A fitful night’s sleep hadn’t eased the tension in the Shapps’ family compound in the south of Spain. Conversation was limited to a few terse exchanges as Grant started packing his bags for his return home.
“But you told the Today programme back in April that you wouldn’t be taking a family holiday abroad this summer,” his wife reminded him. “So how come we’ve ended up in this villa and will have to quarantine for 14 days on our return?”
“Um …” Shapps mumbled. “Well, everything seemed to be getting a bit better, we had introduced some air corridors and the flights were dirt cheap …”
“So it’s sod’s law that you, the transport secretary, chose to fly on the one air corridor that you knew was going to be closed before we had even taken off.”
“Look, I’ve said I’m sorry countless times. I just couldn’t be seen to be acting on inside knowledge. Not that I had any.”
“So instead you look like a complete twat by cutting short a holiday you said you weren’t going to take, in order to get your 14 days of quarantine over and done with as soon as possible, while leaving me and the kids behind.”
“That’s one way of looking at it …”
“Chill out, Mum,” said the kids. “We’ll probably have a better time without him. At least we won’t have the embarrassment of being photographed on the beach again.”
Moments later there was an insistent knock on the door. Shapps got up to open it, to be greeted by two Spanish secret service officers. “We’ve got prime minister, Pedro Sánchez, on the phone. He’s very keen to have a word with you about your government’s changes to its coronavirus guidelines for Spain. And yes, he has got a translator with him.” Grant reluctantly took the receiver, sensing that a bad day was about to get a whole lot worse.
“So what the fuck is going on?” Sánchez demanded. “We have a spike in infections in Catalunya and Aragon and even then our daily death figures are lower than the UK. And what do you do? You effectively close down the whole country to English tourists.”
“Try to look on the bright side,” Shapps replied. “At least you won’t have to deal with a whole load of drunks in Magaluf and bookings for self-catering holidays in the UK have gone through the roof.”
“But it’s just mad. Why did you have to impose the same restrictions on the Canaries and the Balearics? Both of them have extremely low rates of infection and the islands aren’t full of people like Toby Young who think wearing a mask is an affront to their national identity. Except for the Brits.”
“That’s just it. The quarantine is to protect ourselves against our own tourists who go on holiday, get pissed, forget to take any precautions and come back to the UK having given one another the coronavirus. And what we were also worried about was that tourists might fly in to Lanzarote and then try to sneak their way back to the Spanish mainland by boat …”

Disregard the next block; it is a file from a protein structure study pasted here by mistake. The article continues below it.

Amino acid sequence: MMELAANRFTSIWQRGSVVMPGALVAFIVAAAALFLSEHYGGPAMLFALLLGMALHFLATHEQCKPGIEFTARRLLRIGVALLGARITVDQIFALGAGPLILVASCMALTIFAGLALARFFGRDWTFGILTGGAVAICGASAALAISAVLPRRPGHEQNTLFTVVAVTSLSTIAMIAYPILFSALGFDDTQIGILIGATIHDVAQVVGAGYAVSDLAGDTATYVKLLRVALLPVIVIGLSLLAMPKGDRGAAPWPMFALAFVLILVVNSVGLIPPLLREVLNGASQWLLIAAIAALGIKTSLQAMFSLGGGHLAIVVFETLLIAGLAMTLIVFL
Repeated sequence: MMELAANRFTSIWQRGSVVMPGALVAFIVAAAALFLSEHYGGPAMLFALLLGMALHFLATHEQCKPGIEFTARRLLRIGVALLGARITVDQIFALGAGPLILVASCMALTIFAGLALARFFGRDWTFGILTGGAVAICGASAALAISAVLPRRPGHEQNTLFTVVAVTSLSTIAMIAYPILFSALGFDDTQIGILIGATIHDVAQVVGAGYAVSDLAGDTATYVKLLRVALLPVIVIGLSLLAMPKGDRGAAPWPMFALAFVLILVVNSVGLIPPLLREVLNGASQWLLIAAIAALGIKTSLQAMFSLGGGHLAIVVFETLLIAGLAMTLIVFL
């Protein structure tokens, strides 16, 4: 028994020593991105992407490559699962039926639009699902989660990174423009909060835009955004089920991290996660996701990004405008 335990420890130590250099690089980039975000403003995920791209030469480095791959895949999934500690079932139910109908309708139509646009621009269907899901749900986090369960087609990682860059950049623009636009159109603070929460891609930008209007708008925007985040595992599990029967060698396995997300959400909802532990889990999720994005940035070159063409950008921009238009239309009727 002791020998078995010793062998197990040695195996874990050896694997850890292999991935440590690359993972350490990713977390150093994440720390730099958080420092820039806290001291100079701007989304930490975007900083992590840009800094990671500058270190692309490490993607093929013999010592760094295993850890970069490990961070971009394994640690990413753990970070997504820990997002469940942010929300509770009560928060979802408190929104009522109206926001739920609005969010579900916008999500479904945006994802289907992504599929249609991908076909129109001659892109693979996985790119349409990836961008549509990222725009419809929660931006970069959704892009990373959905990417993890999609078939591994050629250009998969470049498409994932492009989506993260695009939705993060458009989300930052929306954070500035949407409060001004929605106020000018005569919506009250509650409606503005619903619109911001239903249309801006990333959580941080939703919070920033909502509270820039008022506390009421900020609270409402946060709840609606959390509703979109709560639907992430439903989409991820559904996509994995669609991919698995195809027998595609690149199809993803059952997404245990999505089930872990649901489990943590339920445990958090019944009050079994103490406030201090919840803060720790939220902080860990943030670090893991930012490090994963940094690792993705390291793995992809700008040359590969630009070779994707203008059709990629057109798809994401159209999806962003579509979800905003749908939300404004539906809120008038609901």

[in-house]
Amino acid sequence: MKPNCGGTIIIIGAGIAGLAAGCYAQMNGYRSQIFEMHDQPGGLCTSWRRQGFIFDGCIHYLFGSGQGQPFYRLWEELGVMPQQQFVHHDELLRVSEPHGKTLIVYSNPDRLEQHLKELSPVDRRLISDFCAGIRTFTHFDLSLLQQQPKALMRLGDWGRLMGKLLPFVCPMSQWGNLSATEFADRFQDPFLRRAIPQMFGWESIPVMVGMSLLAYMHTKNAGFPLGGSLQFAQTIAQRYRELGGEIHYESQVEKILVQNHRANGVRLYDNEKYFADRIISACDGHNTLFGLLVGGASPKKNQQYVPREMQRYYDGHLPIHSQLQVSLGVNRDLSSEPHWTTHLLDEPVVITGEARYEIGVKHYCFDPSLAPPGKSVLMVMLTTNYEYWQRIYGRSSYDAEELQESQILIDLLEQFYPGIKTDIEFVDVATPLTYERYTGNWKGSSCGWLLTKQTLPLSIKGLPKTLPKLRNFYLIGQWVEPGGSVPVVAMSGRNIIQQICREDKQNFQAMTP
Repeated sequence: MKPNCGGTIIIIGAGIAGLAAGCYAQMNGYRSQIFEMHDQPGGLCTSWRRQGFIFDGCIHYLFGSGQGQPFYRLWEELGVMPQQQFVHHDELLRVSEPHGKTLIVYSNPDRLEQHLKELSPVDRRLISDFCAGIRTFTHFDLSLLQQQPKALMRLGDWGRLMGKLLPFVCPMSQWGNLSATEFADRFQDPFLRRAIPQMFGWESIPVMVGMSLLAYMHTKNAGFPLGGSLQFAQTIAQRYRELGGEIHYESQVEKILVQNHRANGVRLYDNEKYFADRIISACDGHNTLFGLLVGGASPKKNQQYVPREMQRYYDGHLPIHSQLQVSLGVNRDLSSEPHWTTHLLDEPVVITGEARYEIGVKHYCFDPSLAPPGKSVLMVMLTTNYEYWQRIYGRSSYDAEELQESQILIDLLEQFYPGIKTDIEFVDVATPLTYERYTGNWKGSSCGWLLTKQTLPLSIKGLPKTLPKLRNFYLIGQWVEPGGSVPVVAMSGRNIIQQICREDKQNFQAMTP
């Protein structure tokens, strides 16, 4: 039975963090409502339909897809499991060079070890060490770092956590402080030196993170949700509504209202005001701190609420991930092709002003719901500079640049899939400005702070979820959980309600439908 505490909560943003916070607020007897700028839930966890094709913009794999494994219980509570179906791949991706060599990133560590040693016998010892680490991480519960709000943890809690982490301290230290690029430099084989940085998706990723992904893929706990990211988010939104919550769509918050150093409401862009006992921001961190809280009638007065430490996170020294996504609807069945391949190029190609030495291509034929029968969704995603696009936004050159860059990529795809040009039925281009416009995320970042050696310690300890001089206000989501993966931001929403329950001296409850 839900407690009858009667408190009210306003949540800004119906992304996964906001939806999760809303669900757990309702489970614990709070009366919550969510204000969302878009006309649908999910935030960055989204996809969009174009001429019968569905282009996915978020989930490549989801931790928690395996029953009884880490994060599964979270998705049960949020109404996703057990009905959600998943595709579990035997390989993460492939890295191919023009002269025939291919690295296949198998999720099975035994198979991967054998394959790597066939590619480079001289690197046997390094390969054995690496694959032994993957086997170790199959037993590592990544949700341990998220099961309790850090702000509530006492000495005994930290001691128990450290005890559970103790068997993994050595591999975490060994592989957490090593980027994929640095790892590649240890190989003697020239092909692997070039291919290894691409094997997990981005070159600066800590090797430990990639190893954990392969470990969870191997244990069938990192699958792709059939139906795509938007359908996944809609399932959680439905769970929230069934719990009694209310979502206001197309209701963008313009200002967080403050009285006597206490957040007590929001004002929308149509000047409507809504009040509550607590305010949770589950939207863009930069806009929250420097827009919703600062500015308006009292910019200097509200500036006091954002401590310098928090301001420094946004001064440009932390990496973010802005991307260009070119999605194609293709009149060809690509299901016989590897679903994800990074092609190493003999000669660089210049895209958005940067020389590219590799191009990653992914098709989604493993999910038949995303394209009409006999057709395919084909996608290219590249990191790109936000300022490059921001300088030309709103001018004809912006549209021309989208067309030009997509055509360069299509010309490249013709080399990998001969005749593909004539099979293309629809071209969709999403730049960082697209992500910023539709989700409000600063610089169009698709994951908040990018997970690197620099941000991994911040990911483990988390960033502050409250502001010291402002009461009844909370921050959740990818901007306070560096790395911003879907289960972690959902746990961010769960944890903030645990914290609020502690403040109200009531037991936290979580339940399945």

“You do realise that Tenerife is about the same distance from Barcelona as London is? And nobody has ever booked a holiday to Ibiza and wound up in Granada by mistake. Not even Michael Gove when he was out of his head on coke. It makes about as much sense as imposing a total lockdown in the Falkland Islands when you have an outbreak in Leicester.”
“Actually that’s an oversight on our part. We should have done that long ago.”
“And if you’re really concerned about infection, how come Gibraltar got an exemption? Thousands of mainland Spaniards go to work there every day. And you do know there’s nothing stopping people flying in to the south of France and then driving over the Spanish border?”
“Crikey. I hadn’t thought about that.”
“Well, if you don’t get things sorted soon then we are going to retaliate by imposing a 28-day quarantine on anyone travelling to Spain from the Isle of Wight.”
“Be my guest. You don’t want people like Richard Tice and Bob Seely coming into your country for a barbecue.”
“The thing is, you’re giving the impression that you don’t have a clue what you’re doing. First you unilaterally impose a 14-day quarantine. Then you extend it to include Mallorca and the Canaries. And now I’m hearing from Boris Johnson that you might reduce the quarantine to just 10 days.”
“Finally, we’re on the same page, Pedro,” said Shapps. “Looking as if we are panicking is exactly the impression we want to give. We got hammered for being slow to react back in March and we don’t want to make the same mistake again when the second spike inevitably comes. So we’re now determined to look tough by being the first to lock things back down regardless of whether they’re actually necessary. With any luck by this time next week I will have also shut down the air corridors to Italy, France and Greece. Just imagine the travel chaos. I’ll be headline news for weeks.”
Sánchez shook his head and ended the conversation. There was no arguing with that kind of logic.